Villa Circuitus, the first round house in Sweden to meet passive house standards –
A centuries old round house — once used as a pub, and before that a toll house — now for sale in Kettering, Northamptonshire, UK –
Russian designers Nasya Kopteva and Sasha Braulov of 52 factory have created a paper clip holder that pays homage to the Melnikov House, an icon of Russian constructivist architecture. The item is part of a 10-piece collection of desk accessories, each corresponding to a landmark of the Russian avant-garde.
Designed in 1927 by Russian architect Konstantin Melnikov, the double-cylinder house was revolutionary in its form, details and use of materials. It was built as the architect’s private residence, and he lived in the house — one of the few privately owned houses left in Moscow — until his death in 1974.
“The house saved him,” his son Viktor told the New York Times in 1990.
She practiced alternative medicine; he was a doctor. But despite his conventional facade it was he — and decidedly not she — who dreamed of living in a circular house.
The doctor, property-owner and soon-to-be-round-house-builder explained his thinking on an episode of the British television show Grand Designs. His architect sent him a drawing, he said, that was a perfect circle. “I took one look at it, and thought, that’s great; it’s what nature would do: nature doesn’t grow squares … it just grabbed me.”
The story of how this man took a compelling idea and made a house out of it — and how he somehow managed to convince his reluctant spouse to stick with him during the process — is unexpectedly moving.
At the end of the episode, narrator Kevin McCloud speaks about the house’s structure, but he could just as easily be describing the couple’s relationship: “the contradiction between the square and the round is completely resolvable. A building can take opposite ideas and synthesize from them something new and exciting.”
There’s an open house on Monday at 19 Harkle Road in Novato, California: the iconic, rotating round house that overlooks Highway 101 –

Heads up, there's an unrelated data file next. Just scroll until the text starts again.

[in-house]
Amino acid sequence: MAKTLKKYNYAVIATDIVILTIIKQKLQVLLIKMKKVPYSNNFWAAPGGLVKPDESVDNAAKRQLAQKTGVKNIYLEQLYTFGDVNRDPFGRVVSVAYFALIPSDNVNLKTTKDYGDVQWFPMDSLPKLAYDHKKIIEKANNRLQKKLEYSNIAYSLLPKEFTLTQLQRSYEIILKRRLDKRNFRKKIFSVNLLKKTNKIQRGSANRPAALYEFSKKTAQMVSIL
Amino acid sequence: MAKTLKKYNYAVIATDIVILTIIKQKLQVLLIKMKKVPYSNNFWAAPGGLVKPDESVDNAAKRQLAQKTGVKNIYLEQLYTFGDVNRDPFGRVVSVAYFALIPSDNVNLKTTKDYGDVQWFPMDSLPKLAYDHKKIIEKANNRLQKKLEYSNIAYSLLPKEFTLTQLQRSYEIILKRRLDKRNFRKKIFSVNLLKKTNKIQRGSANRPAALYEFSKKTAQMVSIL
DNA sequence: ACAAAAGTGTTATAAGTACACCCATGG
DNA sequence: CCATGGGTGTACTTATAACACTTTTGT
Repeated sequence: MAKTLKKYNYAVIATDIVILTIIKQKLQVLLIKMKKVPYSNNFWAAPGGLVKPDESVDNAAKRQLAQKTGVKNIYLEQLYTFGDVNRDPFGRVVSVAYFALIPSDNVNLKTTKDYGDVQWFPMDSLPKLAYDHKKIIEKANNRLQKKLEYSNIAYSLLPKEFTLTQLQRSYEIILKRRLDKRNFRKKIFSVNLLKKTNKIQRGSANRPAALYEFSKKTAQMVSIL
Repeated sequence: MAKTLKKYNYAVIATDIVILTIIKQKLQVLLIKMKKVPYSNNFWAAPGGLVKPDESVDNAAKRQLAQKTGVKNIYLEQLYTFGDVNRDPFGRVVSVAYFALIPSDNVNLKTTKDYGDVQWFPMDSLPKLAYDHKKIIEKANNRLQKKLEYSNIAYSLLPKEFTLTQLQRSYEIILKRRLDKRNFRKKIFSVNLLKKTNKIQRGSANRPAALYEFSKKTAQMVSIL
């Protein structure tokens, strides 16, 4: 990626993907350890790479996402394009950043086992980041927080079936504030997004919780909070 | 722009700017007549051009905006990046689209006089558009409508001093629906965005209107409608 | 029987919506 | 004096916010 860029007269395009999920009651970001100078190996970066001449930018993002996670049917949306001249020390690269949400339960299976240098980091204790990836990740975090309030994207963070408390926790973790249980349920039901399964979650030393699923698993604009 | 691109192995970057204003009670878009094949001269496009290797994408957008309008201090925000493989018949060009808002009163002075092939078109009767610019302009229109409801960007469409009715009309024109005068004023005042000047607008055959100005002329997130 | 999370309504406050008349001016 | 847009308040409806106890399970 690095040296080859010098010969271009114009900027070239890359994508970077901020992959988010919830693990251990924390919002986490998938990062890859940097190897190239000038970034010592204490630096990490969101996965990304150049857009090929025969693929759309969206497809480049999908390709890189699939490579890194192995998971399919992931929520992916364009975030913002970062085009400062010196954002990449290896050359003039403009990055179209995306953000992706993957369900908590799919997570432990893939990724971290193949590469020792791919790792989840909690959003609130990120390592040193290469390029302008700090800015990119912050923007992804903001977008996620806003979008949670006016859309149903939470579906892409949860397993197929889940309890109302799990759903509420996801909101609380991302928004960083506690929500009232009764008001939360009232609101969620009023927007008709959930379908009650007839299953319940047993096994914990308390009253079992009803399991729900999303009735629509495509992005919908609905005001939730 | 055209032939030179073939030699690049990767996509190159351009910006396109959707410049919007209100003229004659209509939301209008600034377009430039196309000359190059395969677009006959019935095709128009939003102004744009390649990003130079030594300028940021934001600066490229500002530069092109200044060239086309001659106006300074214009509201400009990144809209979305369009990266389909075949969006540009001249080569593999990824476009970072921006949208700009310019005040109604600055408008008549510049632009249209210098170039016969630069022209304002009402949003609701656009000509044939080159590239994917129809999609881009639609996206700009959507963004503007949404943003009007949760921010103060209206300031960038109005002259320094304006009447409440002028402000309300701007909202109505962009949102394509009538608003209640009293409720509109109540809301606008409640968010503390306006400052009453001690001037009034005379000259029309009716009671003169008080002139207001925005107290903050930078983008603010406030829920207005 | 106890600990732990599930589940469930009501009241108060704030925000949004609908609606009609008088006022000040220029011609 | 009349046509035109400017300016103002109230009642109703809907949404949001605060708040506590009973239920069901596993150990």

Designed and built by Sam Harkleroad in 1963, the house “rotates 320 degrees at the flip of a switch.” Using motors scavenged from washing machines, Harkleroad, an imaginative builder of oddball homes, created a house that would spin slowly, “keeping the sun shining in the living room every day as long as possible.”
And as the real estate agency’s ad explains, “if you wish to change the view you can move the house.”
The house and its ever-changing view can be yours for $3,000/month.
A recent photo of the Bolinas round house, which seems to be uninhabited –
And, just down the hill, its round studio –
The round house in Bolinas, California, is or at least was a masterpiece –
I have to admit that I’ve seen very few photos of it, and those that I have seen are nearly 50 years old. Yet the house still exists — one can find it on Google maps — and if it looks the way it did in 1966, it’s one of the most beautiful round houses in the country.
The happy result of a multi-year collaboration between architect Robert B. Marquis and woodworker Art Carpenter, the house’s owner, it showcases Marquis’ structural knowledge and Carpenter’s love of wood. Begun in about 1958, when Carpenter moved to Bolinas from San Francisco, the house wasn’t finished until 1965. “It was completely hand built,” said Carpenter’s son Tripp, who grew up there; every shelf, doorknob, table and counter was custom designed and made by hand.